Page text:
What I’m describing is not some sort of power trip that I go on when someone entrusts their money to our firm. It’s closer to the excitement of a toddler, filled with curiosity and delight and awe. Because I don't know what the client’s five-year return will be, but I do know that I am linking them up with an unbelievable amount of opportunity and by pressing the execute button, I’m solidifying their vision. David says that despite forty - it's getting closer to fifty - years in the business, he still feels this way.
I have to admit that when I first got into the financial services business, like so many people who are drawn to this field, my primary motivation was monetary. I would have fallen into the second bucket of workers: someone who wanted to progress through the system and be celebrated for it. I wanted to make money, lots of it, and I wanted to be recognized for making money for myself and for others. I wanted people to know that I was successful, by precisely those measures.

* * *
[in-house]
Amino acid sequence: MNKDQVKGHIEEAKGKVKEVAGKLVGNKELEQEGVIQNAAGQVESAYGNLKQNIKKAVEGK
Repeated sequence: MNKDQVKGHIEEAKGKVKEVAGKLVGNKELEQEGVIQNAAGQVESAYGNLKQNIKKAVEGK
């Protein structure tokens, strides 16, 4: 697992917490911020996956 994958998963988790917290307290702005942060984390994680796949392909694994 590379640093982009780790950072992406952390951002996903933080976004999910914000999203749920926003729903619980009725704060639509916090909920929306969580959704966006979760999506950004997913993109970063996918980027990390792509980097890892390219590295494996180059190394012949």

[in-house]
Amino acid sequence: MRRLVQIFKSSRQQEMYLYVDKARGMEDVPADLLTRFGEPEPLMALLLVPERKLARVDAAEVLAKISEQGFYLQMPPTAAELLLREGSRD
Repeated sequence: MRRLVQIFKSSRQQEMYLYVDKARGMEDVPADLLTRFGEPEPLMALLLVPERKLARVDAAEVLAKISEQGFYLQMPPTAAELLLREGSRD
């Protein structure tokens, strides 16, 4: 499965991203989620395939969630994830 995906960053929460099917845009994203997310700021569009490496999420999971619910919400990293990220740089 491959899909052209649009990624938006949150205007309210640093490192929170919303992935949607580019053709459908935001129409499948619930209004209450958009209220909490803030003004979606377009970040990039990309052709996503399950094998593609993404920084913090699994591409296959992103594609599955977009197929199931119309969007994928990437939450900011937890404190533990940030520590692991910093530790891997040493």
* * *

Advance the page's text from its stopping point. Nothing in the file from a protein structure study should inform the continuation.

The truth is, I was struggling in the first couple years of my career. I wanted to be someone who was trusted, and I wanted to be given an immense amount of responsibility. At the same time, I felt like I really didn't have anything whatsoever to justify that responsibility. I mean, I had integrity, but at the time I had neither much knowledge of how the markets worked, nor did I have a lot of experience. I didn’t have anything of Tremendous Value to put in front of them. Then David came along and provided fireworks in terms of substance and inspiration.
I remember vividly the moment everything changed for me.